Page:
In a notice published in today’s Federal Register, U.S. Customs and Border Protection (CBP) has announced that it is expanding eligibility for the Importer Self-Assessment (ISA) Program to allow certain companies that have successfully completed a CBP Focused Assessment (FA) audit to join the ISA program. ISA provides various benefits to U.S. importers, including allowing participants to assume responsibility for their own legal and regulatory compliance, rather than undergoing comprehensive CBP audits.
The ISA program is a voluntary joint government-business initiative designed to create cooperative relationships between CBP and the trade community to foster and strengthen trade compliance. ISA is based on the premise that companies with strong internal controls achieve the highest level of compliance with the customs laws and regulations. Importers who wish to participate in the program are required to demonstrate that they have solid internal controls over their customs transactions. Importers must also be willing to engage in regular self-assessments and report any errors discovered to CBP. Upon acceptance into the program, CBP agrees to remove ISA participants from the audit pool established for comprehensive audits and will allow participants access to their entry summary trade data, including analysis support from CBP.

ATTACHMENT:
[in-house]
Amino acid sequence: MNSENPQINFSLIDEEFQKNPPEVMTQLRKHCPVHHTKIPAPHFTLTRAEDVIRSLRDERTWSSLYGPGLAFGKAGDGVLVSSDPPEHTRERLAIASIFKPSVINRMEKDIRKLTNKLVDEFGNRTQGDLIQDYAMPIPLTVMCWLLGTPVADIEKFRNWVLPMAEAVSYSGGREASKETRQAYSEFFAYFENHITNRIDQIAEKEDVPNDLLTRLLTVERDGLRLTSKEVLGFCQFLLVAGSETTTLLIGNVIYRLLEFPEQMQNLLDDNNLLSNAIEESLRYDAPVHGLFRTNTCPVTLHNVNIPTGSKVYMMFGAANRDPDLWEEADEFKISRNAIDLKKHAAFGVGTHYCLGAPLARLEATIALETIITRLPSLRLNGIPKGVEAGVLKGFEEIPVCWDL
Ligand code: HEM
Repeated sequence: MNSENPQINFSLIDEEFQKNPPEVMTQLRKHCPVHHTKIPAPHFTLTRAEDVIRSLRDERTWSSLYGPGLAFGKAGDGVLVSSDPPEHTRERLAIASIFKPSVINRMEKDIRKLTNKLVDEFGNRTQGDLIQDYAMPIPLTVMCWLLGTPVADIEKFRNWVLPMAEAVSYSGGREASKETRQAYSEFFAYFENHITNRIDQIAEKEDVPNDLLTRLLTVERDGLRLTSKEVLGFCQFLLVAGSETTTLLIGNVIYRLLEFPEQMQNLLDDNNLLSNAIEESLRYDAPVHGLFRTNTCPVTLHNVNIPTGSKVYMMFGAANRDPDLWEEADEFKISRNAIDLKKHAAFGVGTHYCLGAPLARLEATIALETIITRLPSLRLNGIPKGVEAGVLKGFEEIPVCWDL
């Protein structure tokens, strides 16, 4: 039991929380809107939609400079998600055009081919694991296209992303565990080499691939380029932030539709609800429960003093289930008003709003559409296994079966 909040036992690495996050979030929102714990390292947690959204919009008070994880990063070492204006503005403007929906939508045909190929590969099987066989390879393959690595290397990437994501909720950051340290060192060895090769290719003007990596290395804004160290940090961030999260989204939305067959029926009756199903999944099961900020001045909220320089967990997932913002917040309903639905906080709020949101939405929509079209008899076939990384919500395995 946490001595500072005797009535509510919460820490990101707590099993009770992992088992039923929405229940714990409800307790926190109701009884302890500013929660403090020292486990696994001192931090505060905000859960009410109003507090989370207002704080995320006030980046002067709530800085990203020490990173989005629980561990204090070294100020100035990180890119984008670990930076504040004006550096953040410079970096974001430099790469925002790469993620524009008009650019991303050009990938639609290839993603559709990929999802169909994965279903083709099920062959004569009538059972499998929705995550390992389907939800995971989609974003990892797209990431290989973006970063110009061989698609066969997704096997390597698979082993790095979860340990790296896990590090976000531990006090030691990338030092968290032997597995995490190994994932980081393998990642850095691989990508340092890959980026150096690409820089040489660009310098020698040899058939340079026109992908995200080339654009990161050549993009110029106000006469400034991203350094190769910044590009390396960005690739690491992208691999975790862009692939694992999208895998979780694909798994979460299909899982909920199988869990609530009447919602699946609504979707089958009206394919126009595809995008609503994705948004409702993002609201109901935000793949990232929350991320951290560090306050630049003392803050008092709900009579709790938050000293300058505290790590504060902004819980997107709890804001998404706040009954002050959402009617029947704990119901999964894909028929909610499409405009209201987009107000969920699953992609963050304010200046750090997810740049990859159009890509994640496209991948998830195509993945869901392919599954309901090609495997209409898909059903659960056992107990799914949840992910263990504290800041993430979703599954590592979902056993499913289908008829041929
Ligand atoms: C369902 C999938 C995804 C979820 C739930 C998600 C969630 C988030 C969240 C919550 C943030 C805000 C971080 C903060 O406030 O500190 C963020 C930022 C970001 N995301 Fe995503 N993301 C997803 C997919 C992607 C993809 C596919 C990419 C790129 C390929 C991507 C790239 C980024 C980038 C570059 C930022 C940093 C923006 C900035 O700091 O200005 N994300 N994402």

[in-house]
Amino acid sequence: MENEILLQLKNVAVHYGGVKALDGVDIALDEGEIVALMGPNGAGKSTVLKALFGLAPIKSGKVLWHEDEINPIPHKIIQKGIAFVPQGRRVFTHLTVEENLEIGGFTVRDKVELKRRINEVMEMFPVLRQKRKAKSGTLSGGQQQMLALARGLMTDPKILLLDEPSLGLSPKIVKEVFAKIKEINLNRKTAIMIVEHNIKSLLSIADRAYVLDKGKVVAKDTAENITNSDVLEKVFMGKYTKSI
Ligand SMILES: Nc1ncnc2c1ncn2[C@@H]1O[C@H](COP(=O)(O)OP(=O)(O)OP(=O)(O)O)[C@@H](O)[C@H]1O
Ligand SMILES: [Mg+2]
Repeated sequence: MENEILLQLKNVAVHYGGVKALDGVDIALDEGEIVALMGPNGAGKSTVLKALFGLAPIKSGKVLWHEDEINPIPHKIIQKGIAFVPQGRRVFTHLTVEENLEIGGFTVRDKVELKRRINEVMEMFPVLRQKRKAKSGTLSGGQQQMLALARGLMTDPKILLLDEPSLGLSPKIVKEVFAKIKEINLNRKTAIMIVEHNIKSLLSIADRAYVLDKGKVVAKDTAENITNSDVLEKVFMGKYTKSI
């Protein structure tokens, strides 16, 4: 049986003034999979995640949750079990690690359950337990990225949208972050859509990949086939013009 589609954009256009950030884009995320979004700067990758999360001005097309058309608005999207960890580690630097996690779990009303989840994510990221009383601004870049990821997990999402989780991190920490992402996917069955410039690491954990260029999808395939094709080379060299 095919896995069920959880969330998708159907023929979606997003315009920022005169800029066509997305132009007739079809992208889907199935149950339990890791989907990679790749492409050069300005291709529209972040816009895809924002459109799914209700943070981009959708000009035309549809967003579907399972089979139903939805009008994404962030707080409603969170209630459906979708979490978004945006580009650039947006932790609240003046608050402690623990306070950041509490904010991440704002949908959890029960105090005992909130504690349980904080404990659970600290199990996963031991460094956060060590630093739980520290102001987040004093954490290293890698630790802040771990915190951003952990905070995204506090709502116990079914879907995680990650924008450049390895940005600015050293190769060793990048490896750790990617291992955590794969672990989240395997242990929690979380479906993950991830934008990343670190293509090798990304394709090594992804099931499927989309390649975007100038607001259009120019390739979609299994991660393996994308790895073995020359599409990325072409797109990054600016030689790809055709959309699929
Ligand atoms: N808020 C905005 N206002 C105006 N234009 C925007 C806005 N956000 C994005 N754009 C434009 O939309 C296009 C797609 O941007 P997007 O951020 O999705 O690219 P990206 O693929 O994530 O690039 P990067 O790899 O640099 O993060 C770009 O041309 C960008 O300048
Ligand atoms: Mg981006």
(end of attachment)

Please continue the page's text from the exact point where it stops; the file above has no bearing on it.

The FA differs from the ISA program as it involves a more rigorous and thorough examination of a company’s internal systems for compliance with the customs laws and regulations. An FA is conducted by CBP’s Office of Regulatory Audit and typically takes up to a year or more to complete and often requires the importer to implement Compliance Improvement Plans if any non-compliance is discovered.
Effective today, companies that have successfully completed a Focused Assessment (FA) audit will have the opportunity to transition into the ISA program within 12 months of their FA audit report date. This opportunity is available to companies that have successfully completed a FA audit and meet the following criteria: (1) the company is a U.S. or Canadian resident importer; (2) the company obtains Customs-Trade Partnership Against Terrorism (C-TPAT) program membership; (3) the company develops a written risk-based self-testing plan; (4) the company complete the ISA Memorandum of Understanding; and (5) the company agrees to meet all of the ISA program requirements.
Qualified companies will not have to undergo the Application Review Meeting that is routinely required of ISA applicants in order to transition from an FA to the ISA program.
Should you have any questions concerning the ISA program or would like additional information with regard to applying to transition from an FA to the ISA Program, please contact a Barnes/Richardson attorney.